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So the reputation systems came a long long way from where they used to be, false positives are no longer big problem, the biggest issue is now reaction time (time between player starting spewin vitriol to the moment he's prevented from playing), ideally it should not be few days (as it's now in most cases), someone having bad day shouldn't mean a bad day to all person he's teamed up with
One of the solutions might be "incremental" baning, by disabling some of the futures - which some games already do (and Microsoft is doing in this case). One of better examples is voice chat muting, I cannot recall which game id doing it. They way it works is the more people mute asshole, the more likelly he is to start muted in first place, his teammates might decide to unmute him, but there's no longer risk of "Beter not fuck up morons i need this win" welcoming you to the match.
I'm looking forward to further advancements in these systems, as playing team games on internet is still quite annoying these days, especially since you often get matched with people who don't speak english and/or you cannot just smack for beeing an idiot like you'd if you played football together.
When creating these systems you don't simply ban someone after one or few reports. The way most of them work are: Calculate a trust in player reporting T. New players have this set very low, later the more acurate reports were the higher the trust, addintionally usually the more reports user sends the less they "weight" (this basically makes assholes who report for "feeding" everyone with negative k/d ratio meaningless and is a reason i was never banned
Once the number of reports * trust outweight player karma (which he usually collects by small amount for each game where he's not reported, and for each accurate report he makes), then he gets banned.
That's a bit simplified and in reality you build a neural network with feedback (that's how most of these systems are implemented), initially you hire people to "teach" a network, eliminate initial threat, and build "trust" on group of players. After you have big enough group of trusted players, they themselves are used to further train the network and detect new usefull players and ban bad ones. A lot depends on the initial training phase, but I've personally seen one Community Manager turn her community into self-moderating machine, after a year she didn't even had to do much banning herself, each message that didn't conform to standards was almost immidietly met with polite response that explained why it's inapropriate and request not to continue the topic! By users tehmselves!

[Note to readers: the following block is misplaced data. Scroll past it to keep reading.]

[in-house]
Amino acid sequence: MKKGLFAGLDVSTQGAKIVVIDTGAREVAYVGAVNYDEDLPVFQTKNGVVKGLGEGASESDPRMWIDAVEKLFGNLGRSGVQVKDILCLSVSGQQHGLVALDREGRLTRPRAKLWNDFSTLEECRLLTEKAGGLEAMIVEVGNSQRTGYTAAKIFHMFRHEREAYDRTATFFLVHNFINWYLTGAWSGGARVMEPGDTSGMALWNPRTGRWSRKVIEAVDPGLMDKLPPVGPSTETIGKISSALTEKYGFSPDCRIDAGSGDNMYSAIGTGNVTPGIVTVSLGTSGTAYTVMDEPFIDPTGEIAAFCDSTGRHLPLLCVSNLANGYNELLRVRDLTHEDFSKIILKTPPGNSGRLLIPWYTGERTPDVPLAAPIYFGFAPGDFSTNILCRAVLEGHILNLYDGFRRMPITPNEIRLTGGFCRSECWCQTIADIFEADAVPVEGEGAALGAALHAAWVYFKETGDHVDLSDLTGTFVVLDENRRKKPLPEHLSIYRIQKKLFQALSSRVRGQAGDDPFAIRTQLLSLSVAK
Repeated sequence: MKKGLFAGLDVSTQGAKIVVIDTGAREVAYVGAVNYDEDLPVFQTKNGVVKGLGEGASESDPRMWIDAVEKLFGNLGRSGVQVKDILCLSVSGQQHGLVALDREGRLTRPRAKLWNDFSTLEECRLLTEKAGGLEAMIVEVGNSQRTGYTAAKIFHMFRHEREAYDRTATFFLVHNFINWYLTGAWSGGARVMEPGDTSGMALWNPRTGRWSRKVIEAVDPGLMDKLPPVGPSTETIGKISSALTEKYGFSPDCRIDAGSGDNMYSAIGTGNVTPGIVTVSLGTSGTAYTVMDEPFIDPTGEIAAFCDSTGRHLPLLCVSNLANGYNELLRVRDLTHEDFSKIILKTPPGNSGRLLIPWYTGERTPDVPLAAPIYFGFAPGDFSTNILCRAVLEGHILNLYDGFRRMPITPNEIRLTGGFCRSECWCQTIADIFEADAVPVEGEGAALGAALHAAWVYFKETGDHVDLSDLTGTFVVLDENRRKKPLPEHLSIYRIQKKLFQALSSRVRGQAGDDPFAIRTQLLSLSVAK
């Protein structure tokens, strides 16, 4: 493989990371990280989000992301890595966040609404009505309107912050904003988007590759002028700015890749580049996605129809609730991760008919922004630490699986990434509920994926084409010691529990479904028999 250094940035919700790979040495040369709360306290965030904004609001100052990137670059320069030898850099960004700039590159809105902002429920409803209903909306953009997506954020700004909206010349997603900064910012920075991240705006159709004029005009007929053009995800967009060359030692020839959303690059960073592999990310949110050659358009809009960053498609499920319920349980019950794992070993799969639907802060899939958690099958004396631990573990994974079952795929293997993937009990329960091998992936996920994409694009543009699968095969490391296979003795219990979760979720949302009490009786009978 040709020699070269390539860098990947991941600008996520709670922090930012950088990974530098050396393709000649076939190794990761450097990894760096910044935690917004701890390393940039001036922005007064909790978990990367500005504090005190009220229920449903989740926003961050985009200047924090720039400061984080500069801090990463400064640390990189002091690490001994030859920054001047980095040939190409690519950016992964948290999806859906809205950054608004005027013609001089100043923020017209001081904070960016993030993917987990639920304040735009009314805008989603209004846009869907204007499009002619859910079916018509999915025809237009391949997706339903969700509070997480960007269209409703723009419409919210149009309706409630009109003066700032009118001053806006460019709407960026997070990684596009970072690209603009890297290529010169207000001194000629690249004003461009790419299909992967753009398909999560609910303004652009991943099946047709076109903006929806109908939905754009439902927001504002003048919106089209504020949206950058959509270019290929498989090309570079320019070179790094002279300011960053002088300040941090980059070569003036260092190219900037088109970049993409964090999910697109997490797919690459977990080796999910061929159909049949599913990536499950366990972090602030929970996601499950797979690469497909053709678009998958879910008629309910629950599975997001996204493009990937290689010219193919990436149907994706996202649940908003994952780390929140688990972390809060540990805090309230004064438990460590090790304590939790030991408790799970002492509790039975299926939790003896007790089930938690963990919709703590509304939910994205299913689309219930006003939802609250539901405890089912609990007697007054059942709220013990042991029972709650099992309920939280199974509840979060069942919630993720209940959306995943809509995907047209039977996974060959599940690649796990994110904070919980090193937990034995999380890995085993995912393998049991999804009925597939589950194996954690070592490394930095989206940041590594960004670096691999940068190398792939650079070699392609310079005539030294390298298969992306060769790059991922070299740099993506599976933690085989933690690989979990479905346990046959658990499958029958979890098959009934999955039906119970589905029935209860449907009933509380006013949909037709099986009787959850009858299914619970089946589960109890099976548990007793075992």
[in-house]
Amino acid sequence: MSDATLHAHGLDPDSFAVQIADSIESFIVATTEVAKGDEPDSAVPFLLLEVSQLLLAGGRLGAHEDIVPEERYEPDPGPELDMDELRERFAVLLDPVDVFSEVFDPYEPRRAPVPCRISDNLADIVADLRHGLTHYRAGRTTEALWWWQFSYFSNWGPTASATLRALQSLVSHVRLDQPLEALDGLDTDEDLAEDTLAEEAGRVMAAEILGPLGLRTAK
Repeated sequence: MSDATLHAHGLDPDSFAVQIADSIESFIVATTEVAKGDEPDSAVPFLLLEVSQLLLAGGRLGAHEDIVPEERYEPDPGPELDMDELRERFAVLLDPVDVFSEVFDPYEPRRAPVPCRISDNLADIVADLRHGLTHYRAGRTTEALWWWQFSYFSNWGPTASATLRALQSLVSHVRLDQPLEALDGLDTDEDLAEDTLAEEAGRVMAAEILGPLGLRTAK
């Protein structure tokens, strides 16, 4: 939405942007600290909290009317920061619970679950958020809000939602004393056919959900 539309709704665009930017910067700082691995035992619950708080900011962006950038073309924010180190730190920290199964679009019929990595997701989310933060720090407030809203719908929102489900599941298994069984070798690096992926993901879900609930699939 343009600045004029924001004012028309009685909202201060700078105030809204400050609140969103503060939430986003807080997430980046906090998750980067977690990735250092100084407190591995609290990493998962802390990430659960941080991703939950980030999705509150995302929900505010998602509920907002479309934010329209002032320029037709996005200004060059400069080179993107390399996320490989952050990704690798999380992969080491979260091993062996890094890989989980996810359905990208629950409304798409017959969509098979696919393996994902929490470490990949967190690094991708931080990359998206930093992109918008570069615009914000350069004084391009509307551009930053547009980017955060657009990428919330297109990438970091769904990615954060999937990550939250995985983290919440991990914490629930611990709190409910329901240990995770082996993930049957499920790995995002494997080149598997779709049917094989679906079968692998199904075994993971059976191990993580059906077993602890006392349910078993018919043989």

So yes, these systems do work (At least good ones), and no reports do not become your personal moderation/harrasment tool, smart people already thought of that
You'd expect `rm huge_file` to work, but no it won't. Some pages recomend echo "">huge_file but that not always help either if the reason the disk got full is metadata
I honestly cannot understand how anyone can create filesystem that A) lies about free disk space B) Does not allow you to free up space when it's full.
Link to Original Source
It's a system designed to avoid "flops" and for more realistic IPO prices. If underwriter values stock to high they have to spend money buying that stock.
Usually there's time and/or a value limit (so we'll prop up price fo x days, or we'll spend Y$ to keep it above Z$)
Only certain companies that do trully properietary stuff would mind open sourcing their software for end clients, there's no downside for them with that.
The serious problem for small companies is that releasing software under GPL means you'll only get one client, or several ones. Then one of them will publish software on github and/or sourceforge, and that's it. That's the end of your revenue for software, there are other revenue sources of course, but I'm focusing on software here.
So there most obvious option - to simply build software - invest 10000$ in it, and sell to 1000 clients for $10, is out of window. Becouse first one, or 20th one will publish it for free, and that'll be last sell you make.
That leaves you two options:
- you are forced to work for large corporations - who'll buy your GPL work and use it internally with no intention to redistribute, so your code is as good as closed source.
- You publish shity code and charge for consulting/books/documentation. This is of course asshole option that most of "successful" GPL projects take. They make software so complicated, so hard to use, and so hard to modify, that you HAVE to pay for consulting and/or modifications becouse there's no fucking way you'll be able to modify it yourself. So again, might as well be closed source - at least closed source software used to have good documentation.
Either way becouse of GPL you definitelly cannot make a living by creating software unless you're asshole.
I'm not saying MIT/BSD is better in that regard, BUT, since it can be used in commercial software, you can publish your changes on less permisive licence(don't allow copyleft) but still publish source code, and contribute patches. Also since that software will be actually used in comercial settings there's higher chance that someone who is professional programmer will create fixes and/or introduce features.